Rush film review

It seems like it was only a few weeks ago that ‘Rush’ had been announced, and after a much awaited release date, it’s finally arrived on our cinema screens! Several fans from the F1 community were eager to see the very first screening in their area, and the immediate response was excellent. It is a Formula 1 based story, but it’s certainly not just for petrol heads.

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Ron Howard was the perfect man to take on a challenge like putting Hunt and Lauda’s breath-taking rivalry on to the big screen. It soon became very evident whilst watching the film, of how well it was put together. The pictures, the sound effects, the actors and the scenery were all very thrilling, and even the small extra bits of detail were faultless. Peter Morgan did a great job scripting the whole thing, and it doesn’t take long before you get deep into the film – the two hours seemed to fly by.

The overall piece was brilliant, and I couldn’t think of a better place to watch it than at the cinema. You get the full experience whilst you’re there, and the sound was just incomparable (unless you witnessed the real thing). I wouldn’t at all worry if you don’t know much about Lauda or Hunt, because the film is very clever in which it shows their real personalities without going too over the top.

The pictures were beautifully done and at some points it was as if Howard had used real footage. You are well and truly on the edge of your seat, even though you may know the outcome, and there’s no part in the film that makes you feel bored or uninterested. Even the parts that were off track were intriguing, and the footage of them racing was extremely adrenaline rushing.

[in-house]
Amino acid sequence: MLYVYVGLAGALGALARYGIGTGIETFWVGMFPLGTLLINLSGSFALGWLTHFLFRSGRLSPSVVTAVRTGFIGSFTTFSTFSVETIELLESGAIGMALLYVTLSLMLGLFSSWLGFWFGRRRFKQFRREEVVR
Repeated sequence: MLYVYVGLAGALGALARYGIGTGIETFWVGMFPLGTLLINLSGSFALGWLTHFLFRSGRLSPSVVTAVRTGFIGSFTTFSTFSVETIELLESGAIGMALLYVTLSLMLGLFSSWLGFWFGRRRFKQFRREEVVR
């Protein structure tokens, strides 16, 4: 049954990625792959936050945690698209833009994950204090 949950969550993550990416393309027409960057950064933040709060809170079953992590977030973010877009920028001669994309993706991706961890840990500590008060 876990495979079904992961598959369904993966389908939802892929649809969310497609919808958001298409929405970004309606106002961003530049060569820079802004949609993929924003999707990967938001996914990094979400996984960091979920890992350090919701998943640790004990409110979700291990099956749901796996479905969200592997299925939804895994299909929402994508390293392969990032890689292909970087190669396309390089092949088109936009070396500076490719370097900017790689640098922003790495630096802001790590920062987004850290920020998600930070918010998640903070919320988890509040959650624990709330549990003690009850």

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I couldn’t think of anyone more perfect than Chris Hemsworth to play the role of James Hunt, and Daniel Bruhl got Niki Lauda down to a tee. The film puts emphasis on the drivers rather than the machinery, and because of that you really get to understand what it takes to be a world champion. It gave me chills when Lauda/Bruhl explained that Hunt was equally responsible for his comeback, likewise to when the commentator announced that Lauda had finished 4th in Italy. You really experience so many emotions during the movie.

I am however, quite a squeamish person, and I should point out that if you are like me (who is a bit rubbish with gore and blood) you will need to look away, as there are a few scenes that are very graphic. Niki Lauda’s hospital treatment scene was very hard to watch and the sound that went with it made me feel sick – brilliant acting on Bruhl’s behalf though! Francois Cervert’s crash was also very detailed, and not very pleasant, but those events are crucial to the 1976 season. Don’t let those scenes change your minds about viewing the film, because you’ll kick yourself if you don’t.

Rush keeps the suspense building until the last flag is waved at the Japanese Grand Prix and you really get to understand what the conditions were like back then. But the best thing about Rush, is at the end of it all, it shows real images and footage of both Hunt and Lauda. A real tear-jerking moment.

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Have you seen Rush? What did you think?

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